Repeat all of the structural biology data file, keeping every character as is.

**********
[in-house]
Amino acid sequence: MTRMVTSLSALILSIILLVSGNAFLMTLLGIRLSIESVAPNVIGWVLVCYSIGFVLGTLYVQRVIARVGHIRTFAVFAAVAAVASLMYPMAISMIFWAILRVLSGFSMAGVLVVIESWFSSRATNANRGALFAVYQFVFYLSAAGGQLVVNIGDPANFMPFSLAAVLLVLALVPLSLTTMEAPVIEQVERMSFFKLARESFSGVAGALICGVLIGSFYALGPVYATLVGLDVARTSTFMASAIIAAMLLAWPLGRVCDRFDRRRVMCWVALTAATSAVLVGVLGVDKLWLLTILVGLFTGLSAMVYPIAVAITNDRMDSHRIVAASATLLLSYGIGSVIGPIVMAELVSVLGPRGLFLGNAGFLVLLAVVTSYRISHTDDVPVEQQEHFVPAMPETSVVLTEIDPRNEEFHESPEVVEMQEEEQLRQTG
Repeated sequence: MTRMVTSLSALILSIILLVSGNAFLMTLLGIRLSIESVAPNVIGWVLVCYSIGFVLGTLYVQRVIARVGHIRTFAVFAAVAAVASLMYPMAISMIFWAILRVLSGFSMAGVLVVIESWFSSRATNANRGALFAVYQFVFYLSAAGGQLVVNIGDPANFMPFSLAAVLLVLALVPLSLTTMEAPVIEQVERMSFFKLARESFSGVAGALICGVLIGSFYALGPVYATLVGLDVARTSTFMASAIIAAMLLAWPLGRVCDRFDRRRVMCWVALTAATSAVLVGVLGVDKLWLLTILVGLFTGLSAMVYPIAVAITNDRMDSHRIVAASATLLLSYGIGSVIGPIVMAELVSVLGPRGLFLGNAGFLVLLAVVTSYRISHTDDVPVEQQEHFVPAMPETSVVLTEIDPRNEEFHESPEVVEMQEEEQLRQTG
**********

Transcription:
[in-house]
Amino acid sequence: MTRMVTSLSALILSIILLVSGNAFLMTLLGIRLSIESVAPNVIGWVLVCYSIGFVLGTLYVQRVIARVGHIRTFAVFAAVAAVASLMYPMAISMIFWAILRVLSGFSMAGVLVVIESWFSSRATNANRGALFAVYQFVFYLSAAGGQLVVNIGDPANFMPFSLAAVLLVLALVPLSLTTMEAPVIEQVERMSFFKLARESFSGVAGALICGVLIGSFYALGPVYATLVGLDVARTSTFMASAIIAAMLLAWPLGRVCDRFDRRRVMCWVALTAATSAVLVGVLGVDKLWLLTILVGLFTGLSAMVYPIAVAITNDRMDSHRIVAASATLLLSYGIGSVIGPIVMAELVSVLGPRGLFLGNAGFLVLLAVVTSYRISHTDDVPVEQQEHFVPAMPETSVVLTEIDPRNEEFHESPEVVEMQEEEQLRQTG
Repeated sequence: MTRMVTSLSALILSIILLVSGNAFLMTLLGIRLSIESVAPNVIGWVLVCYSIGFVLGTLYVQRVIARVGHIRTFAVFAAVAAVASLMYPMAISMIFWAILRVLSGFSMAGVLVVIESWFSSRATNANRGALFAVYQFVFYLSAAGGQLVVNIGDPANFMPFSLAAVLLVLALVPLSLTTMEAPVIEQVERMSFFKLARESFSGVAGALICGVLIGSFYALGPVYATLVGLDVARTSTFMASAIIAAMLLAWPLGRVCDRFDRRRVMCWVALTAATSAVLVGVLGVDKLWLLTILVGLFTGLSAMVYPIAVAITNDRMDSHRIVAASATLLLSYGIGSVIGPIVMAELVSVLGPRGLFLGNAGFLVLLAVVTSYRISHTDDVPVEQQEHFVPAMPETSVVLTEIDPRNEEFHESPEVVEMQEEEQLRQTG